I’m much more critical of RWBY than Red vs Blue because we’re the ones that came up with everything. Monty, Kerry and I, this is the world we’ve made, and if there’s something we don’t like about it, at this point in our lives, we only have ourselves to blame. Both shows have been flagship Rooster Teeth productions, and the pressure is very scary. It’s wonderful, obviously, but we are a small animated studio, that is getting attention and love as if it were a giant, Cartoon Network level production. That’s great, but there’s that thing that culture has a tendency to be counter-culture. Counter-culture has kind of become a mainstream thing. Where people like to shit on a popular thing, especially if you don’t understand why it’s popular. There are definitely people out there who watch badass anime coming out of Japan, and people lose their mind of RWBY. A person that doesn’t like it will go ‘I hate this, because it’s this popular and I don’t feel it deserves to be that popular’. That’s so much stress. RWBY is very stressful because we never in our wildest dreams assumed it would be as popular as it was, we just kind of wanted to do a show for fun with our friends, and now all eyes are on RWBY, and it’s incredibly important as a brand to the company.
“It’s nerve racking. It pushes us to try do the best job that we can.”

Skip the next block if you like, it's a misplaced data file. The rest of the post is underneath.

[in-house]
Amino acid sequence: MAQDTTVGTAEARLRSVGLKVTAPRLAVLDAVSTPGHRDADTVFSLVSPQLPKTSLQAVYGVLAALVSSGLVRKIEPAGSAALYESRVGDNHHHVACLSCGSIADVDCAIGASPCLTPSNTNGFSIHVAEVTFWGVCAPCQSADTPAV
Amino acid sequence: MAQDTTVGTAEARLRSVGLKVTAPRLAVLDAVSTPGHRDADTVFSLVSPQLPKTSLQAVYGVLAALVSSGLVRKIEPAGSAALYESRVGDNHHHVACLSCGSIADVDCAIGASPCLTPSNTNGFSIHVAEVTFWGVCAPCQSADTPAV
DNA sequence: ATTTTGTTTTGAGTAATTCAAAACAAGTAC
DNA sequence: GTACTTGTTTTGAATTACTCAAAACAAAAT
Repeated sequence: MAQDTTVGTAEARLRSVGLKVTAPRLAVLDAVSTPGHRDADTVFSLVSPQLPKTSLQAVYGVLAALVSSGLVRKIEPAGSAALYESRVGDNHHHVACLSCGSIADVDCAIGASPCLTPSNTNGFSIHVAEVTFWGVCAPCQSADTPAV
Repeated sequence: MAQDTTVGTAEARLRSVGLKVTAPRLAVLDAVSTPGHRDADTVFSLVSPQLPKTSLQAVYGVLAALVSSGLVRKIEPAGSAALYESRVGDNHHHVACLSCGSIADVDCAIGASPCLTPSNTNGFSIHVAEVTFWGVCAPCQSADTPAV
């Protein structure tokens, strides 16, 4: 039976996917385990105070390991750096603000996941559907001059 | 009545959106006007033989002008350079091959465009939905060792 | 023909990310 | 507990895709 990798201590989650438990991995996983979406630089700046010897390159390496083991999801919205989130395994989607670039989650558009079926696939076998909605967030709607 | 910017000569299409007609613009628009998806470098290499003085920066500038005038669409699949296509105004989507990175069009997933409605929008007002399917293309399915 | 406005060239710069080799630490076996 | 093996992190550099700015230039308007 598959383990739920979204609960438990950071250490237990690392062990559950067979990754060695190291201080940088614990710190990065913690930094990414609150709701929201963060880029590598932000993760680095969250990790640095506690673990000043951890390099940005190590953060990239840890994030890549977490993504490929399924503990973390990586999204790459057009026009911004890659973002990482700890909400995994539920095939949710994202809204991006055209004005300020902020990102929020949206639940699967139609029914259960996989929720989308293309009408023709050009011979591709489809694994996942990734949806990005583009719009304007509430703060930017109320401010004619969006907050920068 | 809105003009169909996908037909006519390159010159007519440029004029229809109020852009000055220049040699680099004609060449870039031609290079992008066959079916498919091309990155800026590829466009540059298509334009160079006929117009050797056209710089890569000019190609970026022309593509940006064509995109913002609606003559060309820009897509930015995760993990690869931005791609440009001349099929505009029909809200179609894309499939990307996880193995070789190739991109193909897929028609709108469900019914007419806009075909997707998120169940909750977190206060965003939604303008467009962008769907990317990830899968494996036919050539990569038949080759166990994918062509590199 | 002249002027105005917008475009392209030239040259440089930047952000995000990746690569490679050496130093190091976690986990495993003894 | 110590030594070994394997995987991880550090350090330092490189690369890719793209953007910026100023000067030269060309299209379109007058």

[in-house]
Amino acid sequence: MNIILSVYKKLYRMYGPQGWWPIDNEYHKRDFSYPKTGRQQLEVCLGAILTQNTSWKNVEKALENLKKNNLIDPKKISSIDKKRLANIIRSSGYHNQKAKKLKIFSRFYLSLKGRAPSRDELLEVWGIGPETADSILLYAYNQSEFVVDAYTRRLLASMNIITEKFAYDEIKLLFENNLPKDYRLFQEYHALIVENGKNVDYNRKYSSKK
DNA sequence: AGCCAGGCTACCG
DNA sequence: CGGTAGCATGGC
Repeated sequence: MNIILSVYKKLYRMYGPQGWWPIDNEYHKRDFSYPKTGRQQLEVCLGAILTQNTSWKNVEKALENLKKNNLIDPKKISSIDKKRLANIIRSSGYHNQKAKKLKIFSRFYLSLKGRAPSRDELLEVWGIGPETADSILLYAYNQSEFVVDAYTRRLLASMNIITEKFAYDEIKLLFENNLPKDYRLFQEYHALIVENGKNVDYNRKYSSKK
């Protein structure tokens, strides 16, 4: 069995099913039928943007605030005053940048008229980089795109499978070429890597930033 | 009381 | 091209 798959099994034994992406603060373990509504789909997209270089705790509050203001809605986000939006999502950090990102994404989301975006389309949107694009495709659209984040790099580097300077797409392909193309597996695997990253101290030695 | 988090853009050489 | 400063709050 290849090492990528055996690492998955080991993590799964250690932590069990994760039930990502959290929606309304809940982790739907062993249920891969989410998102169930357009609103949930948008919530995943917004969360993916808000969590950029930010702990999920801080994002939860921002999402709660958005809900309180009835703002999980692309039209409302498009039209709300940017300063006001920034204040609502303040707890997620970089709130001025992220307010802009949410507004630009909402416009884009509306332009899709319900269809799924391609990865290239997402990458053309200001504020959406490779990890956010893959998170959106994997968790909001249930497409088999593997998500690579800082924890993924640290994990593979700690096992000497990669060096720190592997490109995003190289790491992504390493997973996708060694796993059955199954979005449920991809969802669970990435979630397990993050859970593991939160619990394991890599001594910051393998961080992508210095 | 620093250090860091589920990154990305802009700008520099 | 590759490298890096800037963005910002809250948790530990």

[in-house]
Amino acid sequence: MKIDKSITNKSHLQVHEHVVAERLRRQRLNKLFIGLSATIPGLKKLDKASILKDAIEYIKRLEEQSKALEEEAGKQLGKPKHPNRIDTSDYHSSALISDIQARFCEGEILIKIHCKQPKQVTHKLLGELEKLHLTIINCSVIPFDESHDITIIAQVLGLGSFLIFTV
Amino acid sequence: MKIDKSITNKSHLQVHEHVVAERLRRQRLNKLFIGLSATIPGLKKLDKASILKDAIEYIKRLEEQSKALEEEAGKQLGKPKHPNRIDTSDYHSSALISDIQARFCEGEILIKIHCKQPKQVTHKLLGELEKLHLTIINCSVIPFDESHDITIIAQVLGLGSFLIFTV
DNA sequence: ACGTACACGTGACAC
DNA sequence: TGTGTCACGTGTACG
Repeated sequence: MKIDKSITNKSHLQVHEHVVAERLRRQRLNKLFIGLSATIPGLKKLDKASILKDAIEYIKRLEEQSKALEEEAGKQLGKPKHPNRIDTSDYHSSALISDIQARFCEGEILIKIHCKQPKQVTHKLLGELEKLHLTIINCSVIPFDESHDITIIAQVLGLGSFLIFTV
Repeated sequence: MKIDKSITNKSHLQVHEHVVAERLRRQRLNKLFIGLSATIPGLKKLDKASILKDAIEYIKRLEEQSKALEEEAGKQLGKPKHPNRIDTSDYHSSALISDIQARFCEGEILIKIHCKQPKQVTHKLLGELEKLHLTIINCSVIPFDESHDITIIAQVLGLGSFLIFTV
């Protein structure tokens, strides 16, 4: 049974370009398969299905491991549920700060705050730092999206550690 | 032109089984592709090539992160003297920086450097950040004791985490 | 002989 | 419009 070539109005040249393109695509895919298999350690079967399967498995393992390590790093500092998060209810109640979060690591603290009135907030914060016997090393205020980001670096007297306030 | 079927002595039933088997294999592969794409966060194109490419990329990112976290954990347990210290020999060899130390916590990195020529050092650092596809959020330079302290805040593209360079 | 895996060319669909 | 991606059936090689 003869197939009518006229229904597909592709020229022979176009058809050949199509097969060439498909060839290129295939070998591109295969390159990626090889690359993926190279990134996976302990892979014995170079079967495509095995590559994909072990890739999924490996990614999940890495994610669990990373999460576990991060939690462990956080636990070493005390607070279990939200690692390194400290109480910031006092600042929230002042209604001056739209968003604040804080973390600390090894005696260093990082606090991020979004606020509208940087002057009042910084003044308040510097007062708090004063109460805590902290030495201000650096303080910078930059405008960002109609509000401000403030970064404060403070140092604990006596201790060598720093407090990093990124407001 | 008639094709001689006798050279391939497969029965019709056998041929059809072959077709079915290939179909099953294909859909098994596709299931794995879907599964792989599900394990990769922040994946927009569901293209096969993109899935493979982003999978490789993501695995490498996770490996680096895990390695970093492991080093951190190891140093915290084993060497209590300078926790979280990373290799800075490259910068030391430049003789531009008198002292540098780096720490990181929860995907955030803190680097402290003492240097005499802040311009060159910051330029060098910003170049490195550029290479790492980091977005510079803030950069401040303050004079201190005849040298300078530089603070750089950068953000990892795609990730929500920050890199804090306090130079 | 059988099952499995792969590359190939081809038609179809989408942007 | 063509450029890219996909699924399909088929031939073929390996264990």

The biggest difference between RWBY and Red vs Blue when I first started was, early on both shows have comedy. They have very different flavour of comedy. RWBY’s comedy is very genuine and very sincere. Red vs Blue comedy is very sarcastic and mean spirited. But it’s fun. But I think I would go crazy if I had to work on the same thing forever. We recently announced Red vs Blue 15 will have a new writer-director, and working with that person has been great so far. But I mean one of the reasons was, you know, I’ve told all that I can with Red vs Blue, I personally don’t think I could do more with that franchise, without feeling like I was beating a dead horse. We needed someone else to come in and breathe some life into it. I’m super excited to keep working with that person.
With RvB, RWBY, Camp Camp, RT Shorts all under your belt, is there anything else you feel like you would like to do at Rooster Teeth?
Doing more and doing everything better. Honestly, the number 1 thing is also the boring answer, that we need to hire more writers. Right now, there’s 4 people generating all the content for the animated department. It’s myself, Jordan [Cwierz], Kerry and Gray [Haddock]. We write on everything, and it’s great, but we have reached the point where we realistically can’t do anymore. So we need to meet new writers. That was what was so brilliant about RvB 14 was that we met new writers, people we can work with. I started getting used to working with new writers as opposed to saying ‘here’s how I want to approach as script’ it’s working with a writer and going ‘how can I make what this person wants to do, better?’ It’s a very interesting exercise and very important. Finding more people we want to work with, making more shows, and continuing to improve every year, and hopefully having fun doing it.
Favourite Red vs Blue Season
Favourite RWBY moment
Oh shit. RWBY saying ‘Leave her alone’ to the giant Nevermore
Biggest animated inspiration?
Favourite thing about writing?
Seeing people react to it when it’s on screen.